My methodology, my practice (what I will be teaching you in these lessons), is very different to what you most likely assume about foraging at the moment.
It’s why single parents in some of the most economically deprived areas of this country get what I am on about.
It’s why multi-millionaires and major corporations have invited me to teach their clients and inner circles.
I teach the rich and poor and everyone in between. I don’t make a judgement on where someone finds themselves in life.
So first, I need to make something very clear.
Foraging is very different from buying vegetables at the farmers' market, grocers or supermarket.
One of my frustrations is hearing folks say, ‘Nature is a supermarket’.
It’s so messed up that kind of thinking.
A classic example of how disconnected we are from the natural world.
But I used to believe that. Say that. I even had a t-shirt with it on.
No, really, I did.
Then the ecosystem taught me something.
Not in some shamanic, magical way.
No, not like that at all.
I don’t do shamanism. It’s not my path.
If it’s yours, that’s fine.
So I want to make it very clear that this isn’t a course on talking to plant spirits.
It is a course on practising the present.
Or in plain English. Good old-fashioned observation and attention, coupled with a good dose of discernment.
My teaching doesn’t require you to believe anything I say.
Instead, I encourage you to practice these lessons. Verify them. Verify them again. And just for good measure, verify them a third time.
Then you can decide if they have any value.
Most people in our culture wake up to the sound of an alarm clock.
Usually a sound from a light-box (mobile phone).
They get out of their square bed. Part the curtains that cover a square window.
And if they are awake, they may realise they are in a square room. Inside a square house. A box.
Then they head downstairs for breakfast.
They place square bread (usually) into a square toaster. Sit at a square table (maybe).
They might even turn on a square television if they are so inclined.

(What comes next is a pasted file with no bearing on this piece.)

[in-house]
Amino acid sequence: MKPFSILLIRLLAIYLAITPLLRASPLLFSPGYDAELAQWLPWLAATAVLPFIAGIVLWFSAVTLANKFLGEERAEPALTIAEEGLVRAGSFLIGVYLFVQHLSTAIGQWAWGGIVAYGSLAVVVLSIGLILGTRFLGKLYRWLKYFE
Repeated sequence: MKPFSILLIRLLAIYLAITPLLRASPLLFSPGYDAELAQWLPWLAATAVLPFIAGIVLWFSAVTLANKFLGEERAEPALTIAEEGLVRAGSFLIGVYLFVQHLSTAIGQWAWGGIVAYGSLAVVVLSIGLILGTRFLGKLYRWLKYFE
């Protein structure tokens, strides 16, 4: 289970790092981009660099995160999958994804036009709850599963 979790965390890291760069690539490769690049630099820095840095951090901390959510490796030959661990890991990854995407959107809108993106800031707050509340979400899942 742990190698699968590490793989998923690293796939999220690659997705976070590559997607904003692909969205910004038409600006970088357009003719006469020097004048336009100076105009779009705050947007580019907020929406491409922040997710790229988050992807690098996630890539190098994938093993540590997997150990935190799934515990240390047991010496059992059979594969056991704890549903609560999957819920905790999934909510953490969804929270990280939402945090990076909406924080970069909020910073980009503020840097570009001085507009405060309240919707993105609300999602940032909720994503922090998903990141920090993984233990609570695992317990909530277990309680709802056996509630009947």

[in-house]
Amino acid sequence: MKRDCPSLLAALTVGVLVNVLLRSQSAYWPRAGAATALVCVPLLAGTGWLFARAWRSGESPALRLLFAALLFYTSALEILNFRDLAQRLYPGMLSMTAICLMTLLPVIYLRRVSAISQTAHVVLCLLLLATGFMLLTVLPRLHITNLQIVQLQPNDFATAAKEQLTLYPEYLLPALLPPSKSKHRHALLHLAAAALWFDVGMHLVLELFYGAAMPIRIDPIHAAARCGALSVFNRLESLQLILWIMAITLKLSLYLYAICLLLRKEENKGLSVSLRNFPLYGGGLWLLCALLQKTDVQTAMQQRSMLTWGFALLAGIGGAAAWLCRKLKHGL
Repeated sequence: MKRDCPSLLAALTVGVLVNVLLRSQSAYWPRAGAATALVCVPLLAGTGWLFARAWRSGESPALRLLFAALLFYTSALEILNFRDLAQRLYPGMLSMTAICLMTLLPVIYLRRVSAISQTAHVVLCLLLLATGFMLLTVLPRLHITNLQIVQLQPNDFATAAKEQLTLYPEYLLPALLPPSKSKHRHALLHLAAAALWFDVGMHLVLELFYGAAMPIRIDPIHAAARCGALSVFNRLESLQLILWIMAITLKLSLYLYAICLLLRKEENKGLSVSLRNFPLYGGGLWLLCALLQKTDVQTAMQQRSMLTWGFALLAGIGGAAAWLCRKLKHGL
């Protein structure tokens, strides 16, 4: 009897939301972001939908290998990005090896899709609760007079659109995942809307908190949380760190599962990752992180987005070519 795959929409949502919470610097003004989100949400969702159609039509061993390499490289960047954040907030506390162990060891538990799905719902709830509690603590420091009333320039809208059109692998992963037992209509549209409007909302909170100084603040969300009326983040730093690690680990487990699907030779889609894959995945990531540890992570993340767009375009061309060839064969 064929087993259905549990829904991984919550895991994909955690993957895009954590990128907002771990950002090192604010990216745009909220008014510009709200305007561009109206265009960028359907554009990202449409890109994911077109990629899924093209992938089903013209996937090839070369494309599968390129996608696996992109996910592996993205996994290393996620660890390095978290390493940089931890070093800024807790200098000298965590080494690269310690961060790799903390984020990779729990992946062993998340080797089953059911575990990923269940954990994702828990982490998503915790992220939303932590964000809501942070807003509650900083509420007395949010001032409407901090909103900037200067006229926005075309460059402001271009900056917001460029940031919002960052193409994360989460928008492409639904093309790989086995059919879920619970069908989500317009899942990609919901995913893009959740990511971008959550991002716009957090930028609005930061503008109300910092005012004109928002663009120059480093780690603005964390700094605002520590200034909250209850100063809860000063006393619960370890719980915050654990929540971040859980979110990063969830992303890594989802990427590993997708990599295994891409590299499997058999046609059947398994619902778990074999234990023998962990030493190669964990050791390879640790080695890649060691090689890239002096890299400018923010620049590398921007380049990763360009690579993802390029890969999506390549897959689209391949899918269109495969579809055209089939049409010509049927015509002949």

Then they tidy the dishes (sometimes). Head out their front door, which is a square. OK, it’s a rectangle. But you get my drift.
Then they get into a car, bus, train etc.
Stare out of more square windows while travelling along linear lines called roads until they arrive at their destination.
Usually, parking up in yet another box.
Then get out of the vehicle and walk down straight pavements made from square paving stones. Go into boxes called buildings, where 80% of people work in.
Sit down at a square desk. Turn on a square computer screen. Stare out of even more square windows.
And then, after work, they repeat this process.
If you have ever, at the end of the day, turned off your computer. Switched off your mobile phone or unplugged the television …
… and instead of instantly wanting to fill the silence with another activity like talking. Or reading. Or listening to music etc.
If instead, you just sit with yourself. You might notice something about where you exist in your body.
Most likely, you have an experience of being slightly giddy. As if you’ve had a couple of glasses of wine. Feel a bit spaced out.
That’s technology for you.
Your awareness (I suspect) will be up in your head. Disconnected from your body.
And that somewhere, down there, your body exists.
I refer to this type of experience as ‘going to the moon’.
Foraging is about ‘returning to the earth’. Our bodies.
It’s about getting out of your head and coming to your senses.
And when I say ‘out of your head’…
… I absolutely
… do not mean with drugs or alcohol.
I want you to realise that you also don’t need to be a botanist to be a forager.
It helps, but it isn’t essential.
To be an effective forager, you need to identify plants before they have flowered or gone to seed.
A botanist will wait until the plant is in flower. Then pull out a wildflower key (another square box).
Go through a linear checklist, ticking off the various attributes that make up a plant.
Hopefully, concluding that the plant in hand is the same as in the book.
As foragers, this way of identifying plants causes a problem.
If you grow vegetables, you will know that the best time to harvest is before the plant is in flower. Usually.
And so it is with foraging. The best time to gather is usually before the plant flowers, especially for leafy greens.
There are always exceptions in Nature.
So, how do you identify a plant when it isn’t in flower?